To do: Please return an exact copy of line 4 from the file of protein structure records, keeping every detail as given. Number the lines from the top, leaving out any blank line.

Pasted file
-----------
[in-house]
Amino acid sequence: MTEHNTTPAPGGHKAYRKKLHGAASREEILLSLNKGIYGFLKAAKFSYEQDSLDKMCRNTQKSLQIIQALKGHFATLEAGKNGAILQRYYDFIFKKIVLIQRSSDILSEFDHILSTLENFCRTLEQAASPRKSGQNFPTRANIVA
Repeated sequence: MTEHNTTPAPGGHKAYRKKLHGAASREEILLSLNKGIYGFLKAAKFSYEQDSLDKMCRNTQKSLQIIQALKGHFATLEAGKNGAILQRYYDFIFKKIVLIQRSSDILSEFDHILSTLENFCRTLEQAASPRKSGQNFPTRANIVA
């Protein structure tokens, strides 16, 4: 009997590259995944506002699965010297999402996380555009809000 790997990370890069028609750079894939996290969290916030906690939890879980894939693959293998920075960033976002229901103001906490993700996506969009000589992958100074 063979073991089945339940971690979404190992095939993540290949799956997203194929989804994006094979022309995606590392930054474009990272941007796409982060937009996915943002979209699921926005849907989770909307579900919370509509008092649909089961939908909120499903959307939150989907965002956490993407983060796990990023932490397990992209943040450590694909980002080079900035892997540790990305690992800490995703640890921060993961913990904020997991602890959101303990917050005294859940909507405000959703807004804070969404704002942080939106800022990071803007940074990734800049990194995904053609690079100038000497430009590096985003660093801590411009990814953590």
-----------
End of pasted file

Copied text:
């Protein structure tokens, strides 16, 4: 009997590259995944506002699965010297999402996380555009809000 790997990370890069028609750079894939996290969290916030906690939890879980894939693959293998920075960033976002229901103001906490993700996506969009000589992958100074 063979073991089945339940971690979404190992095939993540290949799956997203194929989804994006094979022309995606590392930054474009990272941007796409982060937009996915943002979209699921926005849907989770909307579900919370509509008092649909089961939908909120499903959307939150989907965002956490993407983060796990990023932490397990992209943040450590694909980002080079900035892997540790990305690992800490995703640890921060993961913990904020997991602890959101303990917050005294859940909507405000959703807004804070969404704002942080939106800022990071803007940074990734800049990194995904053609690079100038000497430009590096985003660093801590411009990814953590």